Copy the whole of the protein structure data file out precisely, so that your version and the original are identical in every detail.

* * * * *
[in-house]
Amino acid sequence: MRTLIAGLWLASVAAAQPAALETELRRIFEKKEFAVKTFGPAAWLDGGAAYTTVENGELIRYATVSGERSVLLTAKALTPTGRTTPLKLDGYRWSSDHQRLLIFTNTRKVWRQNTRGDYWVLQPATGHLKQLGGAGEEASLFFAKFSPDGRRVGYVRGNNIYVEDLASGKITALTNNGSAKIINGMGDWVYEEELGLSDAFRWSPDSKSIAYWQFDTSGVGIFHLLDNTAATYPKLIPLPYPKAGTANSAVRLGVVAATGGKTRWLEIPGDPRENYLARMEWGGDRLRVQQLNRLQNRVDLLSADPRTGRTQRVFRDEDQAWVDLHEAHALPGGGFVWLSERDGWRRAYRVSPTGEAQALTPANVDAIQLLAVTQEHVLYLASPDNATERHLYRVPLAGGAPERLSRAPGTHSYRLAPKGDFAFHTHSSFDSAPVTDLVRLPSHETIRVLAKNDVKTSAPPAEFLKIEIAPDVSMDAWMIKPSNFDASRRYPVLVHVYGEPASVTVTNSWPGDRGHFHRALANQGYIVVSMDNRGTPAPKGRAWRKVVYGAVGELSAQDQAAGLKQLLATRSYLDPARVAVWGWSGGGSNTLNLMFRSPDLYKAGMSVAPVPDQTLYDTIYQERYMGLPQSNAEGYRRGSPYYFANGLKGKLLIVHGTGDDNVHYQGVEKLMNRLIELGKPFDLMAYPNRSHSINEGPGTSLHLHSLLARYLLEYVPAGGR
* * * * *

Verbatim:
[in-house]
Amino acid sequence: MRTLIAGLWLASVAAAQPAALETELRRIFEKKEFAVKTFGPAAWLDGGAAYTTVENGELIRYATVSGERSVLLTAKALTPTGRTTPLKLDGYRWSSDHQRLLIFTNTRKVWRQNTRGDYWVLQPATGHLKQLGGAGEEASLFFAKFSPDGRRVGYVRGNNIYVEDLASGKITALTNNGSAKIINGMGDWVYEEELGLSDAFRWSPDSKSIAYWQFDTSGVGIFHLLDNTAATYPKLIPLPYPKAGTANSAVRLGVVAATGGKTRWLEIPGDPRENYLARMEWGGDRLRVQQLNRLQNRVDLLSADPRTGRTQRVFRDEDQAWVDLHEAHALPGGGFVWLSERDGWRRAYRVSPTGEAQALTPANVDAIQLLAVTQEHVLYLASPDNATERHLYRVPLAGGAPERLSRAPGTHSYRLAPKGDFAFHTHSSFDSAPVTDLVRLPSHETIRVLAKNDVKTSAPPAEFLKIEIAPDVSMDAWMIKPSNFDASRRYPVLVHVYGEPASVTVTNSWPGDRGHFHRALANQGYIVVSMDNRGTPAPKGRAWRKVVYGAVGELSAQDQAAGLKQLLATRSYLDPARVAVWGWSGGGSNTLNLMFRSPDLYKAGMSVAPVPDQTLYDTIYQERYMGLPQSNAEGYRRGSPYYFANGLKGKLLIVHGTGDDNVHYQGVEKLMNRLIELGKPFDLMAYPNRSHSINEGPGTSLHLHSLLARYLLEYVPAGGR